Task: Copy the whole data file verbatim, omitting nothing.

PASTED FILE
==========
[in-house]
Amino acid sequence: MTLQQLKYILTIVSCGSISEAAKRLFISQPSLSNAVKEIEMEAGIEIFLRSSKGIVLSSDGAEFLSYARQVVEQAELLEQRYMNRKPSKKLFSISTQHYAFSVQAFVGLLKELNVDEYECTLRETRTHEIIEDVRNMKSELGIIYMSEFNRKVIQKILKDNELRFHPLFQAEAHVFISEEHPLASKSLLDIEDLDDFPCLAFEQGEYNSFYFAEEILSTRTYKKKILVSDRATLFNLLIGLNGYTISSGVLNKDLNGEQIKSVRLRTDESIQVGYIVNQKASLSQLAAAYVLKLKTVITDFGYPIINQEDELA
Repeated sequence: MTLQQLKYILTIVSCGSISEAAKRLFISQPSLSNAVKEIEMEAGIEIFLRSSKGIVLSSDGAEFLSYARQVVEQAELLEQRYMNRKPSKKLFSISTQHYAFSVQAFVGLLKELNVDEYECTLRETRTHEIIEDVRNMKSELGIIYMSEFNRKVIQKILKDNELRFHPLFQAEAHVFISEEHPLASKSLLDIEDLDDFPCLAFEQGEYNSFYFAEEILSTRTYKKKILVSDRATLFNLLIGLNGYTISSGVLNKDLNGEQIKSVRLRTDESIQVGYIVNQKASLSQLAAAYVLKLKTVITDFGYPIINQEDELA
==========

[in-house]
Amino acid sequence: MTLQQLKYILTIVSCGSISEAAKRLFISQPSLSNAVKEIEMEAGIEIFLRSSKGIVLSSDGAEFLSYARQVVEQAELLEQRYMNRKPSKKLFSISTQHYAFSVQAFVGLLKELNVDEYECTLRETRTHEIIEDVRNMKSELGIIYMSEFNRKVIQKILKDNELRFHPLFQAEAHVFISEEHPLASKSLLDIEDLDDFPCLAFEQGEYNSFYFAEEILSTRTYKKKILVSDRATLFNLLIGLNGYTISSGVLNKDLNGEQIKSVRLRTDESIQVGYIVNQKASLSQLAAAYVLKLKTVITDFGYPIINQEDELA
Repeated sequence: MTLQQLKYILTIVSCGSISEAAKRLFISQPSLSNAVKEIEMEAGIEIFLRSSKGIVLSSDGAEFLSYARQVVEQAELLEQRYMNRKPSKKLFSISTQHYAFSVQAFVGLLKELNVDEYECTLRETRTHEIIEDVRNMKSELGIIYMSEFNRKVIQKILKDNELRFHPLFQAEAHVFISEEHPLASKSLLDIEDLDDFPCLAFEQGEYNSFYFAEEILSTRTYKKKILVSDRATLFNLLIGLNGYTISSGVLNKDLNGEQIKSVRLRTDESIQVGYIVNQKASLSQLAAAYVLKLKTVITDFGYPIINQEDELA